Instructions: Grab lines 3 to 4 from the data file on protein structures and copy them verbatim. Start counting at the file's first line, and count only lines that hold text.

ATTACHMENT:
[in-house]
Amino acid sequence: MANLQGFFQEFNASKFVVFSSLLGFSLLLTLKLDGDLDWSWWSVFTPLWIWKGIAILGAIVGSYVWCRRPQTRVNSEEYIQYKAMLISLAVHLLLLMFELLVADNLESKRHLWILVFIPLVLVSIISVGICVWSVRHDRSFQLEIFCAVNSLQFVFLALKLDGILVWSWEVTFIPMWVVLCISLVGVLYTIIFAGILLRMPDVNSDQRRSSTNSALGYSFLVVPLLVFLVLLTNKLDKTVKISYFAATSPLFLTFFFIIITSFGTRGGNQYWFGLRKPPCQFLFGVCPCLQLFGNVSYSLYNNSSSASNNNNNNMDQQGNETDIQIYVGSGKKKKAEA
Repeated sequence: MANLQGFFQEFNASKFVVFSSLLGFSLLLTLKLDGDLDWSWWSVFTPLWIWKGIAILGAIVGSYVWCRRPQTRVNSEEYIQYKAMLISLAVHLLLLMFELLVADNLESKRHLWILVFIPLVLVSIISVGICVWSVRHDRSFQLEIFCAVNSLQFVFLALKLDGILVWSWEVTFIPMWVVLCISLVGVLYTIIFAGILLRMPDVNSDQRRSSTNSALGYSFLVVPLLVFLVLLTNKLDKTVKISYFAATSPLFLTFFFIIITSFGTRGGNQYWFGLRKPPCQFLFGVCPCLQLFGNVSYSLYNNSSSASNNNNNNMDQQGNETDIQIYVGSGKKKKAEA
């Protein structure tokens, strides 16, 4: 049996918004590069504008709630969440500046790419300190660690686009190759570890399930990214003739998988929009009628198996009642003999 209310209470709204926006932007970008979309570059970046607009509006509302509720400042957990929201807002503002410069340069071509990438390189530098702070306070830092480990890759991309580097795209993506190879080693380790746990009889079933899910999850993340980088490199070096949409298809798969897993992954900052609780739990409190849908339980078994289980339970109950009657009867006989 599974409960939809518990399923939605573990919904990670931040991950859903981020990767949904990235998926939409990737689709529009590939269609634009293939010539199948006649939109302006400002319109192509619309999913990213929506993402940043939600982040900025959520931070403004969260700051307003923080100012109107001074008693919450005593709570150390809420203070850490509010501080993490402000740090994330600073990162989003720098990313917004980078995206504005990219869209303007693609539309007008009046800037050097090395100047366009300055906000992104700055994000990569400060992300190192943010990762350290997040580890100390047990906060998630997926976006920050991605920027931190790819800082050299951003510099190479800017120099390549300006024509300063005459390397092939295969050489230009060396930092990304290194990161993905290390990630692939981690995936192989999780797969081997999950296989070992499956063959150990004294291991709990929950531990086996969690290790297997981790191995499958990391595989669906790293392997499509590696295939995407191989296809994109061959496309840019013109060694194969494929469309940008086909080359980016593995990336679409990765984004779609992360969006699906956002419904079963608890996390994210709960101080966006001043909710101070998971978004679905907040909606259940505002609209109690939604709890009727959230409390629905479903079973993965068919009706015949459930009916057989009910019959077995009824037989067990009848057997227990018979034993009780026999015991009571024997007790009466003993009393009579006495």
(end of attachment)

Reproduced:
Repeated sequence: MANLQGFFQEFNASKFVVFSSLLGFSLLLTLKLDGDLDWSWWSVFTPLWIWKGIAILGAIVGSYVWCRRPQTRVNSEEYIQYKAMLISLAVHLLLLMFELLVADNLESKRHLWILVFIPLVLVSIISVGICVWSVRHDRSFQLEIFCAVNSLQFVFLALKLDGILVWSWEVTFIPMWVVLCISLVGVLYTIIFAGILLRMPDVNSDQRRSSTNSALGYSFLVVPLLVFLVLLTNKLDKTVKISYFAATSPLFLTFFFIIITSFGTRGGNQYWFGLRKPPCQFLFGVCPCLQLFGNVSYSLYNNSSSASNNNNNNMDQQGNETDIQIYVGSGKKKKAEA
């Protein structure tokens, strides 16, 4: 049996918004590069504008709630969440500046790419300190660690686009190759570890399930990214003739998988929009009628198996009642003999 209310209470709204926006932007970008979309570059970046607009509006509302509720400042957990929201807002503002410069340069071509990438390189530098702070306070830092480990890759991309580097795209993506190879080693380790746990009889079933899910999850993340980088490199070096949409298809798969897993992954900052609780739990409190849908339980078994289980339970109950009657009867006989 599974409960939809518990399923939605573990919904990670931040991950859903981020990767949904990235998926939409990737689709529009590939269609634009293939010539199948006649939109302006400002319109192509619309999913990213929506993402940043939600982040900025959520931070403004969260700051307003923080100012109107001074008693919450005593709570150390809420203070850490509010501080993490402000740090994330600073990162989003720098990313917004980078995206504005990219869209303007693609539309007008009046800037050097090395100047366009300055906000992104700055994000990569400060992300190192943010990762350290997040580890100390047990906060998630997926976006920050991605920027931190790819800082050299951003510099190479800017120099390549300006024509300063005459390397092939295969050489230009060396930092990304290194990161993905290390990630692939981690995936192989999780797969081997999950296989070992499956063959150990004294291991709990929950531990086996969690290790297997981790191995499958990391595989669906790293392997499509590696295939995407191989296809994109061959496309840019013109060694194969494929469309940008086909080359980016593995990336679409990765984004779609992360969006699906956002419904079963608890996390994210709960101080966006001043909710101070998971978004679905907040909606259940505002609209109690939604709890009727959230409390629905479903079973993965068919009706015949459930009916057989009910019959077995009824037989067990009848057997227990018979034993009780026999015991009571024997007790009466003993009393009579006495």